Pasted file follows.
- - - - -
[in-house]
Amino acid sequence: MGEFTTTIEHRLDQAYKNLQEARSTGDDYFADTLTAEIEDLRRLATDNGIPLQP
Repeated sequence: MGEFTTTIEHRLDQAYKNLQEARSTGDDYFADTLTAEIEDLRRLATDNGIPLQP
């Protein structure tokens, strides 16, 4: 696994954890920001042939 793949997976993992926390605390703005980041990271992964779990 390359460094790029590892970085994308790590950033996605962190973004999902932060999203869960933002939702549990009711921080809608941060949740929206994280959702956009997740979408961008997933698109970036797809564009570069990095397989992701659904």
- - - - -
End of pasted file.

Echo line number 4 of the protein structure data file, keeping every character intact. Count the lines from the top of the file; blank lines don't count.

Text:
């Protein structure tokens, strides 16, 4: 696994954890920001042939 793949997976993992926390605390703005980041990271992964779990 390359460094790029590892970085994308790590950033996605962190973004999902932060999203869960933002939702549990009711921080809608941060949740929206994280959702956009997740979408961008997933698109970036797809564009570069990095397989992701659904």